Intersection | Prospect Heights walking tour, with readings of collected stories | Photo courtesy of Buscada

In 2002, David K. was 15 and had lived in Prospect Heights all his life.

“The perfect thing” — David K., 2002
Lincoln Place & Underhill Avenue

A couple of years ago, the neighborhood wouldn’t be this quiet. It would be real loud. A lot of people would be out here, on the street, doing stuff. Selling…stuff.

Gus lives on the fourth floor, Lashawn lives on the third floor, and Dblock — his real name is Christian — lives here.People would be talking in front of buildings. Loud music, cars. Now it’s kind of dead. I guess all those people moved out of here.

Lincoln Place. A lot of people be out here at night on the corner. It’s kind of not the safest block to be on, but I know people over here, so it’s not that bad. My friend Gus lives in this building; the building’s kind of nice. Most of my friends live here. Gus lives on the fourth floor, Lashawn lives on the third floor, and Dblock — his real name is Christian — lives here.

I know them all from Met’s — they used to come and pack. Me and Gus, we played basketball and started talking and hanging out. That’s how we became friends. We went to see Paid in Full together. We try to get girls and stuff…we do a lot of things…we just hang out.

Look at this! Isn’t this like the perfect thing? See the stairs? And the key, you can’t go and just cut the key. You gotta buy it. Eighty dollars. Cause it’s one of those buildings that you get from the government. “Building being protected by government enforcement agency.”

Photo by Gabrielle Bendiner-Viani

Julia

In 2003, Julia had lived in Prospect Heights for 20 years. She still lives in the neighborhood.

“The fence” — Julia, 2006
St. Marks Avenue

People had signs up — Atlantic Yards pro and con — who’s a fool, you’re a fool, they’re a fool. “You say you’re for affordable housing, how you can be for affordable housing if you’re not for this project?” “You think there’s actually going to be affordable housing in this project?!”

We were saying that we used to be nicer, and I said, well, we used to have less money.Friends of mine and I, on opposite sides of the argument, see each other and we’re like, “We used to be more friendly.” And we couldn’t figure out what to do about being more friendly.

And I said, smile more; what I’ll do is I’ll sit on my porch more, I said, you sit on your porch more. We used to sit on the porch — we were so broke that was the only entertainment we had. Sit on the porch, have a cigarette, say hello to people, give ‘em shots. And we didn’t do it a lot, but we did it enough…

And the other thing that we did on St Marks, if you have old clothes, you hang them over your fence. When people say, “Where did you get that outfit?” I go, “From the fence.” Those shoes? From the fence.

But it sort of faded away. It’s less and less.

We were saying that we used to be nicer, and I said, well, we used to have less money.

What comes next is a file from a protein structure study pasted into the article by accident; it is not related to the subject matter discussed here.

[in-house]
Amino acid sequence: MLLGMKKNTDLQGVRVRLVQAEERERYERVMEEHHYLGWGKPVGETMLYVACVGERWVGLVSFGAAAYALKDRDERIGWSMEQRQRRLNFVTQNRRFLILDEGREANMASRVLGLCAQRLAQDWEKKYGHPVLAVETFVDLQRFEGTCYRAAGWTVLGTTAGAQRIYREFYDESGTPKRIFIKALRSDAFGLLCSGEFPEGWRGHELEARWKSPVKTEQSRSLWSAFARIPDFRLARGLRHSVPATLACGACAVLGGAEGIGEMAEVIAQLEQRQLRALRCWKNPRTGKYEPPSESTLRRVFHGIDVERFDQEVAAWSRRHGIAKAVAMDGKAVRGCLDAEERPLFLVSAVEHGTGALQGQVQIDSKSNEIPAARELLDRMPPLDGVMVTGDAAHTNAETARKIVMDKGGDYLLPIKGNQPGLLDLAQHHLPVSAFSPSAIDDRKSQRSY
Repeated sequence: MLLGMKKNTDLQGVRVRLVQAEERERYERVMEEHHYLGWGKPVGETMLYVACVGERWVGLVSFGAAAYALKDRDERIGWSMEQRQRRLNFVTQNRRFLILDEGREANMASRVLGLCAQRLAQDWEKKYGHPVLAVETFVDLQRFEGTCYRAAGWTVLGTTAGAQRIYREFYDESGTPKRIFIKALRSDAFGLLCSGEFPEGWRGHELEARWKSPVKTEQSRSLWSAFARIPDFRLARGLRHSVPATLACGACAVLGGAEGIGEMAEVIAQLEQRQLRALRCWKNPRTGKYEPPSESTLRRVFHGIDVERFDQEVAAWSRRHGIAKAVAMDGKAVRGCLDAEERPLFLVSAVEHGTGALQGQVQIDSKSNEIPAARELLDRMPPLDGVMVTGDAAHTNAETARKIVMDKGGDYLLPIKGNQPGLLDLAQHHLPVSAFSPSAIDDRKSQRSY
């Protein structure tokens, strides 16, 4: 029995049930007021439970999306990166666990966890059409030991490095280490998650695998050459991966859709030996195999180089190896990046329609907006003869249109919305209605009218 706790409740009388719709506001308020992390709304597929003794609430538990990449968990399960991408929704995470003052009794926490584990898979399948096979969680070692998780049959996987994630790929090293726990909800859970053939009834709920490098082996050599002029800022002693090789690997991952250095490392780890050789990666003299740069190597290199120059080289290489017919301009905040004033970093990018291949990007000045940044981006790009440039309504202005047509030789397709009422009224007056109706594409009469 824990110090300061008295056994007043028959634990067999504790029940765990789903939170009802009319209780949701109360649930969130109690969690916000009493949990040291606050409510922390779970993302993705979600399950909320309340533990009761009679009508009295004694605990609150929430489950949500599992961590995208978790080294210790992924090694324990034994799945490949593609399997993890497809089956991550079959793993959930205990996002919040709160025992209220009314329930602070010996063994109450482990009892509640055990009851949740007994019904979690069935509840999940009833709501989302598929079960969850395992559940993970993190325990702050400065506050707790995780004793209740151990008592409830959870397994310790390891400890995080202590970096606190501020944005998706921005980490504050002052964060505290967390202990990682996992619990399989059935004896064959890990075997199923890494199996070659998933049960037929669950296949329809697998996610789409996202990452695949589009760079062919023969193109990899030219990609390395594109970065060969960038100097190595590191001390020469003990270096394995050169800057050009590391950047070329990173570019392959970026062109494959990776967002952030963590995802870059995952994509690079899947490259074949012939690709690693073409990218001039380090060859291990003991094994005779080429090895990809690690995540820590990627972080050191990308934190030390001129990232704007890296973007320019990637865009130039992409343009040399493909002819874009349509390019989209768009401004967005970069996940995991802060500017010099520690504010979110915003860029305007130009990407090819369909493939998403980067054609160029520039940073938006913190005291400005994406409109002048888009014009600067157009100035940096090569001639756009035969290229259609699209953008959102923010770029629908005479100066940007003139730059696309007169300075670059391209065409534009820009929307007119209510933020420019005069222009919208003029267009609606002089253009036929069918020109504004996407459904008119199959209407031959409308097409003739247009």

Gabrielle Bendiner-Viani

“This says we fought” — Julia, 2003
Grand Army Plaza

This is Grand Army Plaza. The park was here, Grand Army Plaza was here, before everything else came. The statue is a phenomena — I’ll tell you why. You stand on the right hand side, facing the arch, lower bottom is an African American with a gun. That’s phenomenal. That says we trust. That says America. It blew me away when I figured it out. And it’s just a casual little thing. You wouldn’t catch it. It says we fought. We were there [in the Union army]. Everyone says oh, I don’t know…I say, No. He put his life on the line! Because running away could have seriously been an option.

In 2002, Tanya had lived in Prospect Heights for 15 years. Soon after, she moved to New Jersey.

Photo by Gabrielle Bendiner-Viani

Tanya

“What we really believe” — Tanya, 2002
Brooklyn Public Library, Central Branch

When I’m walking past, I see this and it’s just gorgeous.

“BROOKLYN PUBLIC LIBRARY” and all these figures that are here. I look at this, and think, wow, there used to be creativity in this country. It’s a public library, but you have all these magnificent carvings and sculptures, and all the sayings about the “longing noble things.” I don’t know what the whole thing says, but this is written in stone, this is what we really believe, this is for everyone. You can’t miss this. There isn’t just a little sign saying this is for the public. This is huge, bigger than anybody.

You see people standing outside, waiting for the place to open, even on freezing cold days. Because it’s a Mecca, it’s a place people like to go to. I mean, you see all kinds of people in there.

It’s for everybody, you know? It’s very accessible. The public library at 42nd street isn’t. Yes, you can look at the lions. You sit on the steps. But do you go in? Whereas here, you sit on the steps, you have your kids screaming and playing and it’s not a big deal. And it’s a nice looking building.

Photo by Gabrielle Bendiner-Viani

Inside Georges, later renamed The Usual, a Prospect Heights restaurant

“It doesn’t have to be a big thing that you do” — Tanya, 2002
Georges / The Usual, 637 Vanderbilt Avenue

I really like this place. You hear people talking, joshing around… It’s a very mixed crowd in here, race, sex, age. You see people from all different backgrounds. Cops come in here, Sanitation, park police, plumbers, accountants, politicians, and you hear people talking trash…it’s funny!

Here in New York…America…you have this thing about being somebody of a certain level, the doctor, the lawyer, the Wall Street whatever. And you have people here who have a life, they run a luncheonette, and they make people happy. It appeals to me very viscerally.